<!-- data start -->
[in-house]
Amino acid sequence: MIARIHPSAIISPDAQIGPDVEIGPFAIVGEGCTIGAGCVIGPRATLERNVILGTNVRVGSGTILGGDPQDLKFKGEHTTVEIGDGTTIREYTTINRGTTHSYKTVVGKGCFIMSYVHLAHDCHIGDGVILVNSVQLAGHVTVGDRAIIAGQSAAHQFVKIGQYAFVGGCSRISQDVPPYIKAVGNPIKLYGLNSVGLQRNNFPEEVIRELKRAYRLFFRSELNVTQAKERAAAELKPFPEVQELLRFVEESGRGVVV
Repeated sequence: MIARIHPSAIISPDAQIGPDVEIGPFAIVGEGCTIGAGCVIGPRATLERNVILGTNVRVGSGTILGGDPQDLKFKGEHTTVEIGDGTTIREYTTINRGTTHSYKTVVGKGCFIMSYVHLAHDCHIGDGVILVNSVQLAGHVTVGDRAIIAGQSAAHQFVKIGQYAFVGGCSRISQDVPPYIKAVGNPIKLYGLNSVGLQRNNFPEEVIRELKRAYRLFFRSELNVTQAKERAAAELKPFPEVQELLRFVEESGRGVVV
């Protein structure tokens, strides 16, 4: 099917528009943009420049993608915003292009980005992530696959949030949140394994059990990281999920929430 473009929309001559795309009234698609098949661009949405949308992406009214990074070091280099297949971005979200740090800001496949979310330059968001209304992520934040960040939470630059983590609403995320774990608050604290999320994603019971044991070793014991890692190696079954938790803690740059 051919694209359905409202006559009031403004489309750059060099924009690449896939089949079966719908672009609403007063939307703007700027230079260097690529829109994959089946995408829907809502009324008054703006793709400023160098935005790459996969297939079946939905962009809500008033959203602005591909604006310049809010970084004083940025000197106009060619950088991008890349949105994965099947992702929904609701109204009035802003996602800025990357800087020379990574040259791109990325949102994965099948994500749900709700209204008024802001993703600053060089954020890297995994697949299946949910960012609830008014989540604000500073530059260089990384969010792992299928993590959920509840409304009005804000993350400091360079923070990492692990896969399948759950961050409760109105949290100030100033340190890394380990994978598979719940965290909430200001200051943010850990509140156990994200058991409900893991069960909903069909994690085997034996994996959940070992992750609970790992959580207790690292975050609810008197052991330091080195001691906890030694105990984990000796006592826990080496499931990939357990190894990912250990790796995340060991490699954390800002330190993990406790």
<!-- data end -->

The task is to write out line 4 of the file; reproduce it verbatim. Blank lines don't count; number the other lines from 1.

């Protein structure tokens, strides 16, 4: 099917528009943009420049993608915003292009980005992530696959949030949140394994059990990281999920929430 473009929309001559795309009234698609098949661009949405949308992406009214990074070091280099297949971005979200740090800001496949979310330059968001209304992520934040960040939470630059983590609403995320774990608050604290999320994603019971044991070793014991890692190696079954938790803690740059 051919694209359905409202006559009031403004489309750059060099924009690449896939089949079966719908672009609403007063939307703007700027230079260097690529829109994959089946995408829907809502009324008054703006793709400023160098935005790459996969297939079946939905962009809500008033959203602005591909604006310049809010970084004083940025000197106009060619950088991008890349949105994965099947992702929904609701109204009035802003996602800025990357800087020379990574040259791109990325949102994965099948994500749900709700209204008024802001993703600053060089954020890297995994697949299946949910960012609830008014989540604000500073530059260089990384969010792992299928993590959920509840409304009005804000993350400091360079923070990492692990896969399948759950961050409760109105949290100030100033340190890394380990994978598979719940965290909430200001200051943010850990509140156990994200058991409900893991069960909903069909994690085997034996994996959940070992992750609970790992959580207790690292975050609810008197052991330091080195001691906890030694105990984990000796006592826990080496499931990939357990190894990912250990790796995340060991490699954390800002330190993990406790």